Originality Versus Creativity

There was a great article that was shared around a few weeks ago, titled “Stop trying to ‘be original’ and strive to be prolific instead,” which discusses the importance of being prolific as a writer, making the point that contrary to what some literary circles say, being prolific does not mean a lower quality of work. Quite the contrary, Chris Smith points out in the article: many great creators, being they writers, inventors, or innovators were extremely prolific, often including many ideas or inventions that went nowhere.

The article primarily focuses on the importance of productivity, which is extremely important advice for both beginner and established authors, I want to take a minute to talk about the difference between originality and creativity.

Very often in the past, I’ve seen a major emphasis placed on “originality,” both by writers and readers. It’s very common to see a story’s setting, plot, characters, criticized for being “too derivative,” which is basically a synonym for unoriginal. As an emerging writer, this was something I struggled with for quite some time. I would wonder if my setting was too similar to others that I had seen before, whether my plot was too close to that of more well-known stories.

Over time, however, I came to realize that what truly matters is creativity. Back to the worry about drawing too much on other stories or sources, the fact of the matter is that there are enough stories that exist at this point for someone to find things that appear “derivative” in your work no matter how much you try and be unique and original. The same with story plots; surely you’ve seen some of those charts that show how you can boil down the plots of numerous beloved stories to the same basic synopsis. It isn’t those specific plot elements, character types, or even general settings that make great, memorable stories. It is really how an individual author takes all of these elements and combines them into a story all their own that makes a great, unique tale. That isn’t to say that one cannot be too derivative of another story, but that is fairly easy to avoid.

After all, originality derives from the word original, which in turn builds on the word origin, which means beginning. Striving to back to the beginning, whatever that is in this context, almost seems anti-creative. Rather, let ideas manifest as you build on what came before you, whether from something great you wish to draw upon, or on something disappointing that you think could have been improved. The possibilities are endless.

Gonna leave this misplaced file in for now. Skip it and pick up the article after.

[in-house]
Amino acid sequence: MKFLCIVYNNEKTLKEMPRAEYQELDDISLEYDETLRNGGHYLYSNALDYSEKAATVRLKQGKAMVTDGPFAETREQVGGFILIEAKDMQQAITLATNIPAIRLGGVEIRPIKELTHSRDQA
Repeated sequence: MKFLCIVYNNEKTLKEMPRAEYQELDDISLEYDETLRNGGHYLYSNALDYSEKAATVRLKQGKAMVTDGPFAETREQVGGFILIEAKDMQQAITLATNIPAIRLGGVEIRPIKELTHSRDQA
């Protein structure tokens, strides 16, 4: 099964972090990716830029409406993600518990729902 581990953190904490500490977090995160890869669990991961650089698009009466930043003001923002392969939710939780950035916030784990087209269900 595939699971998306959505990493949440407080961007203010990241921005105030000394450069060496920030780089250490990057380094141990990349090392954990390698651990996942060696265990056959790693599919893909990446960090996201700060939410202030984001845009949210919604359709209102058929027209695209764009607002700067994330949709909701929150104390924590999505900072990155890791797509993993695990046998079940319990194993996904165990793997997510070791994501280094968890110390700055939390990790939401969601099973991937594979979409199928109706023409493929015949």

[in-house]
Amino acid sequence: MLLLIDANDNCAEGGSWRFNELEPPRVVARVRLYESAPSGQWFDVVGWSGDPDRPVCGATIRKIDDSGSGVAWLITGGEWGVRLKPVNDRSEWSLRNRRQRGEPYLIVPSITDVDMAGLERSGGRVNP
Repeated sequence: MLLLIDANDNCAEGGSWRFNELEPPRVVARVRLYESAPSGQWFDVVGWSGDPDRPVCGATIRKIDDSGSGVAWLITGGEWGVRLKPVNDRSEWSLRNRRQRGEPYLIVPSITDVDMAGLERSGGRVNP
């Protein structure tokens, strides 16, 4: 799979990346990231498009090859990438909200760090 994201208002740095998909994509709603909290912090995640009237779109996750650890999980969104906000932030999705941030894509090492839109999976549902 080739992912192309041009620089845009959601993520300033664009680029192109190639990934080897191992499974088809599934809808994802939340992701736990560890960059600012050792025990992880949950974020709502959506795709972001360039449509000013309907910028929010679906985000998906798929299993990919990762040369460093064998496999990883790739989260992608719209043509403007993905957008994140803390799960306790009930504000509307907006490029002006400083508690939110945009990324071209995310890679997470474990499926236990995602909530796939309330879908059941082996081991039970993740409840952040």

So where does that leave us? Creativity. Creativity is the key to fun, engaging, and memorable stories. Striving for originality, or at least the originality that so many people put up on a pedestal. Creativity is what leads to stories and characters people remember, and if you purely strive to be creative, you’ll be amazed at how many “original” things you can bring to life.

This, I think, is probably the most important piece of advice I can give to new and aspiring writers (apart from basic technical advice such as writing as much as you can and always finishing your first book, no matter how poor quality you think it is.) You’ll always have more ideas than you can work with at a given time, which allows for productivity, and, hopefully, a successful writing career.

Just get out there and do it.

(And while we’re here, be sure to check out my debut novel, A Greater Duty, one of the most creative space operas of recent times. In my humble opinion, of course.) https://www.amazon.com/Greater-Duty-Yakov-Merkin-ebook/dp/B071LD7LL8/ref=tmm_kin_swatch_0?_encoding=UTF8&qid=1496810357&sr=1-1

 

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